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John Stroger, man of mystery

Friday, January 07, 2005
Chicago Tribune
Editorial

You have to wonder why Cook County Board President John Stroger would do this to himself--and to his political allies on the board who'll have to stand for re-election.

Why would Stroger ask those allies to vote for tax increases when the county has ample opportunities to slash expenses, not take more from taxpayers? Why would he rig those tax increases not just to raise revenues for 2005, but also to quietly lock in even bigger revenue grabs for 2006? Above all, why would Stroger propose a budget that even he doesn't pretend includes the massive structural reforms that this most inefficient of local governments so desperately needs?

Stroger's proposed $3.05 billion budget is indefensible--as will be any board member's vote in favor of its bizarre components:

- Stroger wants new 2 percent taxes on hotels and restaurant meals. This as Chicago risks losing more convention business because of the high cost of staging big gatherings here. He'd rather seek those taxes than trim Cook County's bloated expenditures by a mere 2.5 percent.

- He wants to portray those measures as a $73 million tax increase to close a shortfall in this year's budget--and that they are. But that figure is misleading because the taxes will be in effect for only part of the fiscal year that started Dec. 1. When those tax boosts are collected on a full-year basis, for all of 2006, they'll generate $124 million a year.

- He wants even more. He is asking Springfield for legal authority to put new taxes on cell phones, pagers and other telecommunications devices. Asked Thursday if Cook County provides any services whatsoever to citizens who own those devices, Stroger replied with unguarded candor: "We would like to get their money from a tax." No, that was not meant to be humorous. He was dead serious.

That's what it's all about at Cook County: We would like to get your money. The proposed budget doesn't include a more economical executive pay plan, which Stroger promised in October of 2003. In fact, when asked what mergers of offices, consolidations of duties or other structural reforms his budget includes, Stroger said nothing.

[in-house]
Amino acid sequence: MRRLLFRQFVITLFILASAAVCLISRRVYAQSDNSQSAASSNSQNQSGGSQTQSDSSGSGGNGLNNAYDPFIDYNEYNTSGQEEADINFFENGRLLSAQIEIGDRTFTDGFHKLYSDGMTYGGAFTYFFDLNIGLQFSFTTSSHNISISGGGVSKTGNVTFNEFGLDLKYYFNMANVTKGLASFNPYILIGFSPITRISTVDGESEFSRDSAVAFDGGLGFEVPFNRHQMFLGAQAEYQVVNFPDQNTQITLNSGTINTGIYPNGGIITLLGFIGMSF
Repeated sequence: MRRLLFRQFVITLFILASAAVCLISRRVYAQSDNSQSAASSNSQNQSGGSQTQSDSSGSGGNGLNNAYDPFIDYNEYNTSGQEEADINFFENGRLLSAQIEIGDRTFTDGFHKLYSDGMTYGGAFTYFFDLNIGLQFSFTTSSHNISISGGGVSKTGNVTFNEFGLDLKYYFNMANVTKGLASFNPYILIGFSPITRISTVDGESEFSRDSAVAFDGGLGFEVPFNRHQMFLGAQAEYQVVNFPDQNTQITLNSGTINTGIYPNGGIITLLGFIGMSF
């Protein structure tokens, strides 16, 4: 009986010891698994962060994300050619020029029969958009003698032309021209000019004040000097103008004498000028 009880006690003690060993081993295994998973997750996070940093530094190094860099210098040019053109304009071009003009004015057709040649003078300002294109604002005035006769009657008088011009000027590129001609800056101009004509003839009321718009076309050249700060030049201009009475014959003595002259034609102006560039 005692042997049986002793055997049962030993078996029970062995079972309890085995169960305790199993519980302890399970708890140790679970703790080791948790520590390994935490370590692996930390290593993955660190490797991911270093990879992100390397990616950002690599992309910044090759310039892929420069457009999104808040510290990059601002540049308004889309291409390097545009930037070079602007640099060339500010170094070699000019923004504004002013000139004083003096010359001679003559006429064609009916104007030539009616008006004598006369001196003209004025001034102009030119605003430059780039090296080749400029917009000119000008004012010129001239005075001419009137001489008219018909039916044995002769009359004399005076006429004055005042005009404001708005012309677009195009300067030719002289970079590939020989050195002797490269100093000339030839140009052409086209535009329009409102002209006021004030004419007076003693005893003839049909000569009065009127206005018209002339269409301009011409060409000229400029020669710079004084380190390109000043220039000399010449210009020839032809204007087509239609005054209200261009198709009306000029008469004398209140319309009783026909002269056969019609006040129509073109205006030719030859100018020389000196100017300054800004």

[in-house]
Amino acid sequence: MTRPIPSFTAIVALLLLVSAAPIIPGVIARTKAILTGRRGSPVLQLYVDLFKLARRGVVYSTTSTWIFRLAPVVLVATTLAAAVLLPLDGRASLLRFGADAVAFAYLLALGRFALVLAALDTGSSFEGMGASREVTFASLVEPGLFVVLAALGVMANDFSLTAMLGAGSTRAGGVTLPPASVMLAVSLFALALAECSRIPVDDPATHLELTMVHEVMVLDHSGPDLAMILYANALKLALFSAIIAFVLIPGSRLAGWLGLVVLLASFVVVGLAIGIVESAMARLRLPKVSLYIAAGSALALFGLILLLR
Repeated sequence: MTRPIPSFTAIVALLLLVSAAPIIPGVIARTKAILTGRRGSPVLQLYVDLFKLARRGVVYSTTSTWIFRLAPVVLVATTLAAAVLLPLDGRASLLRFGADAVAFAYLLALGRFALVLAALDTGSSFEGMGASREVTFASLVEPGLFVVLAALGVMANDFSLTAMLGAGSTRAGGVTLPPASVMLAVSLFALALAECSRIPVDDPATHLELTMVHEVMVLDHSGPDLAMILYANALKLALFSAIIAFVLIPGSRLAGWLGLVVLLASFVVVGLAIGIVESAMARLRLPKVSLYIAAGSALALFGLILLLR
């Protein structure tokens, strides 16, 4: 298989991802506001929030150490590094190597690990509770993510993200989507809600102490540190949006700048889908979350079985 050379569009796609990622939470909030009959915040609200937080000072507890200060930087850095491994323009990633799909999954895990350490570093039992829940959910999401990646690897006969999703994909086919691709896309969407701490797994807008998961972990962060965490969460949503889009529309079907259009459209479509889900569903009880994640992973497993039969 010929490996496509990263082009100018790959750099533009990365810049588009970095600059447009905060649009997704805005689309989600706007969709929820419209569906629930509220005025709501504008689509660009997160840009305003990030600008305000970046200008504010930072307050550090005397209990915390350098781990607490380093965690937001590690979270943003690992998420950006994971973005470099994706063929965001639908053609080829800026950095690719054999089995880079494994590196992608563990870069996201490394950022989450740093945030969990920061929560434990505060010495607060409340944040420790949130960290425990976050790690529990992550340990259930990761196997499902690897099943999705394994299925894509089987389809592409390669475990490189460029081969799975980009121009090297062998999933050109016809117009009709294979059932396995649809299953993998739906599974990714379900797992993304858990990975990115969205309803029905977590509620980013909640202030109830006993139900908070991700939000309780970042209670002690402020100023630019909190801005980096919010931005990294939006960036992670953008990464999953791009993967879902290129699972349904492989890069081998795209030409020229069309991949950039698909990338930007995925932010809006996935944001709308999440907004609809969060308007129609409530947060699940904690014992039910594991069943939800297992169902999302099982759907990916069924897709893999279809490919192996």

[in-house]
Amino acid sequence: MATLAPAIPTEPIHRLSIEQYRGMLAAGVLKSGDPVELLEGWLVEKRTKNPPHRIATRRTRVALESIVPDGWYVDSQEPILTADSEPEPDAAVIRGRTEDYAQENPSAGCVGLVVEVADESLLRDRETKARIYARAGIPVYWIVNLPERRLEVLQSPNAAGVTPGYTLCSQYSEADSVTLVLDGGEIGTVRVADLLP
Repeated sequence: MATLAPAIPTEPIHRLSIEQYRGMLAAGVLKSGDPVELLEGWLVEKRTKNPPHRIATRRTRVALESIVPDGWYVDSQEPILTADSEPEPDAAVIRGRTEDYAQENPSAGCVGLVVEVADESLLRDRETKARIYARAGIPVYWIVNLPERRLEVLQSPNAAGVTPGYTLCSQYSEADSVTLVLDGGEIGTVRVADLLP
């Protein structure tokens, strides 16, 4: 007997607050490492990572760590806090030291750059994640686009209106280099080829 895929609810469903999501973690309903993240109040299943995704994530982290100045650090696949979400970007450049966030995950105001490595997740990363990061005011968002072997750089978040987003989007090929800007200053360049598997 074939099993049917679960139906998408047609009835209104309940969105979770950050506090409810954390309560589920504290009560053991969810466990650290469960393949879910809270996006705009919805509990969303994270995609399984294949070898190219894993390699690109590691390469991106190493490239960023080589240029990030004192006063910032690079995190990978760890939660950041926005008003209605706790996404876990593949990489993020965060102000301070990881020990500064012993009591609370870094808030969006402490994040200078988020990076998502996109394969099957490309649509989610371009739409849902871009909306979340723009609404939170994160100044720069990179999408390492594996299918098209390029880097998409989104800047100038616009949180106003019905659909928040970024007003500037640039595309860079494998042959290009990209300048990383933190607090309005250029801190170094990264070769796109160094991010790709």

A year ago, Stroger passed a budget by getting nine of the County Board's 17 members to approve a cigarette tax increase. Some of those nine broke vows they had made not to vote for higher taxes until the county had economized.

Joan Patricia Murphy, who has been a huge disappointment since being elected to the board in 2002, voted for Stroger's last tax hike. So did Roberto Maldonado, who fancies himself as Stroger's successor. Maldonado has carried water for Stroger for years--usually at the severe expense of county taxpayers. Deborah Sims also voted for the cigarette tax hike Cook County didn't need; her tax-and-spend record should leave her--like Murphy--vulnerable in next year's election.

So it will be fascinating to see who wants to walk the plank for Stroger's tax increases this year. Board members whose records are more responsible than those of Murphy, Maldonado, Sims & Co. are preparing suggestions that would balance the budget with no tax hikes whatsoever.

That's a step, but only a step, toward the massive restructuring, and downsizing, that Cook County government owes to taxpayers.

 

 



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